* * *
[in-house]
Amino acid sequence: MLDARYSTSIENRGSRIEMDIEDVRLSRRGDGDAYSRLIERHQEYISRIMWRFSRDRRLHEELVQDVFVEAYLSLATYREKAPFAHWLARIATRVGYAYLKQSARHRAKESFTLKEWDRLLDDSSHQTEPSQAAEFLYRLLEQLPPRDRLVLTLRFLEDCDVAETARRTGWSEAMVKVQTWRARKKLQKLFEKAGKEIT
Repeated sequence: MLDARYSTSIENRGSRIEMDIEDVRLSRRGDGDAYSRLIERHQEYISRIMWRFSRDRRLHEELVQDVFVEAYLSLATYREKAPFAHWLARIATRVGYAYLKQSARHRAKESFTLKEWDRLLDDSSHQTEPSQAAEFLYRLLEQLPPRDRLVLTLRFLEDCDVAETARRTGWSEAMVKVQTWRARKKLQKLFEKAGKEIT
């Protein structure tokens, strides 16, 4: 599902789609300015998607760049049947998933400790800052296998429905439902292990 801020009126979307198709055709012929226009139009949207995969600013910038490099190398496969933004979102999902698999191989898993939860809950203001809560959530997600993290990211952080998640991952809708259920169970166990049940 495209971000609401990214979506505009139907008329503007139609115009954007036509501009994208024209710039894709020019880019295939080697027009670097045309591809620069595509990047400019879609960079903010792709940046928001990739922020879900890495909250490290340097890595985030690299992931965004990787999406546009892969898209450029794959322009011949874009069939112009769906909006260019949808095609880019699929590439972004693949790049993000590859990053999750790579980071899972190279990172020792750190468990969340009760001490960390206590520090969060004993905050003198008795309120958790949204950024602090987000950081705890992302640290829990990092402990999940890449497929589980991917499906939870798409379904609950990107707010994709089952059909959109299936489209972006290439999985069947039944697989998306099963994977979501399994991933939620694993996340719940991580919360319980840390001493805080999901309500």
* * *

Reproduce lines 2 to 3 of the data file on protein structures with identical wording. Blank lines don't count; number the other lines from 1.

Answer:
Amino acid sequence: MLDARYSTSIENRGSRIEMDIEDVRLSRRGDGDAYSRLIERHQEYISRIMWRFSRDRRLHEELVQDVFVEAYLSLATYREKAPFAHWLARIATRVGYAYLKQSARHRAKESFTLKEWDRLLDDSSHQTEPSQAAEFLYRLLEQLPPRDRLVLTLRFLEDCDVAETARRTGWSEAMVKVQTWRARKKLQKLFEKAGKEIT
Repeated sequence: MLDARYSTSIENRGSRIEMDIEDVRLSRRGDGDAYSRLIERHQEYISRIMWRFSRDRRLHEELVQDVFVEAYLSLATYREKAPFAHWLARIATRVGYAYLKQSARHRAKESFTLKEWDRLLDDSSHQTEPSQAAEFLYRLLEQLPPRDRLVLTLRFLEDCDVAETARRTGWSEAMVKVQTWRARKKLQKLFEKAGKEIT